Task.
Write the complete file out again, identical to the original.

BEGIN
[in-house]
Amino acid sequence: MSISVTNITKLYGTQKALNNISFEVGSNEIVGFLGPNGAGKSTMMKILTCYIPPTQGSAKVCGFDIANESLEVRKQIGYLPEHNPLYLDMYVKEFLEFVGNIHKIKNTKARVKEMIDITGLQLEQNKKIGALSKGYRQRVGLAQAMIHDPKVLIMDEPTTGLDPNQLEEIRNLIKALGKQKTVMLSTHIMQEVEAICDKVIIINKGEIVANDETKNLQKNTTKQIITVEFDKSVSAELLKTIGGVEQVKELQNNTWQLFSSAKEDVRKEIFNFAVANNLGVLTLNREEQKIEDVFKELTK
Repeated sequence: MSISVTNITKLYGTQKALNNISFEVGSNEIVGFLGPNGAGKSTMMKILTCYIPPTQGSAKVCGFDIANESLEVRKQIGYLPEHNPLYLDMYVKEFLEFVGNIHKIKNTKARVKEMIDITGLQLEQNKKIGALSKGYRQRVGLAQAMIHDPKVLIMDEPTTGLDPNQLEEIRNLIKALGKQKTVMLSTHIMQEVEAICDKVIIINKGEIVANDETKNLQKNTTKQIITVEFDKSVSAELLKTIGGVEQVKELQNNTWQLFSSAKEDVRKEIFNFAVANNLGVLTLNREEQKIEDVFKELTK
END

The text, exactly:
[in-house]
Amino acid sequence: MSISVTNITKLYGTQKALNNISFEVGSNEIVGFLGPNGAGKSTMMKILTCYIPPTQGSAKVCGFDIANESLEVRKQIGYLPEHNPLYLDMYVKEFLEFVGNIHKIKNTKARVKEMIDITGLQLEQNKKIGALSKGYRQRVGLAQAMIHDPKVLIMDEPTTGLDPNQLEEIRNLIKALGKQKTVMLSTHIMQEVEAICDKVIIINKGEIVANDETKNLQKNTTKQIITVEFDKSVSAELLKTIGGVEQVKELQNNTWQLFSSAKEDVRKEIFNFAVANNLGVLTLNREEQKIEDVFKELTK
Repeated sequence: MSISVTNITKLYGTQKALNNISFEVGSNEIVGFLGPNGAGKSTMMKILTCYIPPTQGSAKVCGFDIANESLEVRKQIGYLPEHNPLYLDMYVKEFLEFVGNIHKIKNTKARVKEMIDITGLQLEQNKKIGALSKGYRQRVGLAQAMIHDPKVLIMDEPTTGLDPNQLEEIRNLIKALGKQKTVMLSTHIMQEVEAICDKVIIINKGEIVANDETKNLQKNTTKQIITVEFDKSVSAELLKTIGGVEQVKELQNNTWQLFSSAKEDVRKEIFNFAVANNLGVLTLNREEQKIEDVFKELTK